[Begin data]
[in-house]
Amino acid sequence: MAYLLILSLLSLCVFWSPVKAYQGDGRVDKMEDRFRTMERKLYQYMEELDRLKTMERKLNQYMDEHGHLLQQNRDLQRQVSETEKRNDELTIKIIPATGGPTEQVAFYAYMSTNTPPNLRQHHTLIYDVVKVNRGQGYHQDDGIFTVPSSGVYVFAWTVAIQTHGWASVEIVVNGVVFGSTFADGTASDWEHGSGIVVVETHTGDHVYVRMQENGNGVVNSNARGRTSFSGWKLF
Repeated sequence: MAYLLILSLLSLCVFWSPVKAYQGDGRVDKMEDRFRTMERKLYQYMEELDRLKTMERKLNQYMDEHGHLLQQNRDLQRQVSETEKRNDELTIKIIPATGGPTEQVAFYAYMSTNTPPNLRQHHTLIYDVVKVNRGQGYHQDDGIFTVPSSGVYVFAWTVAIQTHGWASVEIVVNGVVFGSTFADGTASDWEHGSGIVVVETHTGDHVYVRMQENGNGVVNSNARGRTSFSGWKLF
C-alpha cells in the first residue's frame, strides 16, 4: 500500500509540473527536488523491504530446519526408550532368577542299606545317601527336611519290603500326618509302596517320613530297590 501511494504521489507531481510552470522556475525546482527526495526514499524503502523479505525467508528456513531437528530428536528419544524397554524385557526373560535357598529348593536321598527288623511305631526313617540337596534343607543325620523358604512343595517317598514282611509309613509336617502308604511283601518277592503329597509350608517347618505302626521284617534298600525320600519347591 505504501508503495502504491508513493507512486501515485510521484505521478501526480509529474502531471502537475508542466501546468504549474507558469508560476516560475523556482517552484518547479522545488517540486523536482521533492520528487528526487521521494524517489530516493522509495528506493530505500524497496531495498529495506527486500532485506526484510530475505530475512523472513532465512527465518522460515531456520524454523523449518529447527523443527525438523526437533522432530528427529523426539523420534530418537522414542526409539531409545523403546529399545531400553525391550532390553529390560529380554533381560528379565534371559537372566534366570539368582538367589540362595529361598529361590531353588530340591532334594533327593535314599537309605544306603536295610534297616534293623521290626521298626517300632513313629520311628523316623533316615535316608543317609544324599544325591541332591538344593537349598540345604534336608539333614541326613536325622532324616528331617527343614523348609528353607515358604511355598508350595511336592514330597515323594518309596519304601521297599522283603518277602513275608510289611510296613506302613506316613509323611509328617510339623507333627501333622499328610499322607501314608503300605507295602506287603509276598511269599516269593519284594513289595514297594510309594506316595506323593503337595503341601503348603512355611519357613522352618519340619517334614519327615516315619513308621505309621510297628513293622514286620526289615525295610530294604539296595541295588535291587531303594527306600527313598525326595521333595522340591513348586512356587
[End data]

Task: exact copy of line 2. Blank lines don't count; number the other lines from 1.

Amino acid sequence: MAYLLILSLLSLCVFWSPVKAYQGDGRVDKMEDRFRTMERKLYQYMEELDRLKTMERKLNQYMDEHGHLLQQNRDLQRQVSETEKRNDELTIKIIPATGGPTEQVAFYAYMSTNTPPNLRQHHTLIYDVVKVNRGQGYHQDDGIFTVPSSGVYVFAWTVAIQTHGWASVEIVVNGVVFGSTFADGTASDWEHGSGIVVVETHTGDHVYVRMQENGNGVVNSNARGRTSFSGWKLF